Predominantly, the general narrative structure of the selected SWE papers focuses on ponds (as target habitat type), their diversity and the environmental determinants of species spatial patterns, mainly focusing on zoobenthos. Additionally, SWE papers have been largely carried out in Europe, and exhibit a distinct applied and/or basic research character (Table 1).
3.2. Narrative Trends in the Conservation and Ecological Assessment of SWEs over the Period 2013–2018
Generally, the basic structure of the SWE papers did not change substantially when the analysis was restricted to the most recent studies published between 2013 and 2018 (Figure 2). Ponds are the main target habitat type investigated, through applied studies conducted in Europe and aimed at analyzing the diversity and spatial patterns of zoobenthos (Figure 3).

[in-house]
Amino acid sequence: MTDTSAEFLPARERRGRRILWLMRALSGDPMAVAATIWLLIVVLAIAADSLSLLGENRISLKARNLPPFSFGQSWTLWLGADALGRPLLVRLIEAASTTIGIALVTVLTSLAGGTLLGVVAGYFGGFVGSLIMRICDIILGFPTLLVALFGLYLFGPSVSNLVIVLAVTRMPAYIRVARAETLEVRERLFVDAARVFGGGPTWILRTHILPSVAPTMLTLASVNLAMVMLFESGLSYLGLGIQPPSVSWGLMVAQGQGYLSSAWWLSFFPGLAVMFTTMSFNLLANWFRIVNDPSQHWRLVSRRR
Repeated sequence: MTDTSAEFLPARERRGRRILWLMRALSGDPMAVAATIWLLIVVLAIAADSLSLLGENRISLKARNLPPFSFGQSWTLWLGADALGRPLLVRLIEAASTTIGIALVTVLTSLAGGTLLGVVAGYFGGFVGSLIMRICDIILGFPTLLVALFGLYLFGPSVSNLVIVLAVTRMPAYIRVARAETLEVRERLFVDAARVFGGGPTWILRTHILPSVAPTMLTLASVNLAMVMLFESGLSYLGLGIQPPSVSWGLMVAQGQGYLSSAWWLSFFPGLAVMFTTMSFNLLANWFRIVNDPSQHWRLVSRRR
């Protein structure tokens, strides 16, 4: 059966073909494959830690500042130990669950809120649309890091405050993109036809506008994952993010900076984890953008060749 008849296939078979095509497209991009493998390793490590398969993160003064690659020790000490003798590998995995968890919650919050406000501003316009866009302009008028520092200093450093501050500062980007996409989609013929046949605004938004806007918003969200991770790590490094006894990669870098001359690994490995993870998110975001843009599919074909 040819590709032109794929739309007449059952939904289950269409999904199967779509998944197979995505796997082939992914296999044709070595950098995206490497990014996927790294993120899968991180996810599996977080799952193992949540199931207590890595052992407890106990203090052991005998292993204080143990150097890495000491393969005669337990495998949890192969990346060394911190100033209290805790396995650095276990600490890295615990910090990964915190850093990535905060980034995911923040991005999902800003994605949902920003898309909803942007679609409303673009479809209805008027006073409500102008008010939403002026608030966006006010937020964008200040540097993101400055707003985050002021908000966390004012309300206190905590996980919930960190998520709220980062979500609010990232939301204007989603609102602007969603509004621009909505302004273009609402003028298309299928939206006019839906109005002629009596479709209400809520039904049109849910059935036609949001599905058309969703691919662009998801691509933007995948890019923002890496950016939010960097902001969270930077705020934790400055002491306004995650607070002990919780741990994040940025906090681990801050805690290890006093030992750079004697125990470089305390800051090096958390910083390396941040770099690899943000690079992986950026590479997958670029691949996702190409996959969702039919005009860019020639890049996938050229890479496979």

However, comparing the last six years of studies (2013–2018) with the previous period (2004–2012), the narrative structure of the selected SWE papers highlighted clear trends. A substantial increase in both applied (+41.9%) and basic research (+12.6%) was recorded, as well as in papers focusing on ponds (+18.8%), and amphibians (+5.9%), and researches carried out in Europe (+8.8%) and Asia (+9.2%). Furthermore, the number of studies developing methodological approaches (+11.3%) has also been increasing. On the other hand, a loss of interest in small lakes (−16.1%), wetlands (−9.4%), and pools (−6.4%) seems to emerge in the framework context of the present review, as well as for studies focused on macrophytes (−8.7%) and indexation procedures (−7.7%), and carried out in North America (−9.6%) and Australia (−9.3%). Similarly, studies finalized to investigate the human determinants (−17.6%) of biodiversity patterns and ecological functions and services (−6.2%) are less represented in recent years (Table 1). The remaining features and categories showed minor deviations, within 5%, and were therefore considered as stable.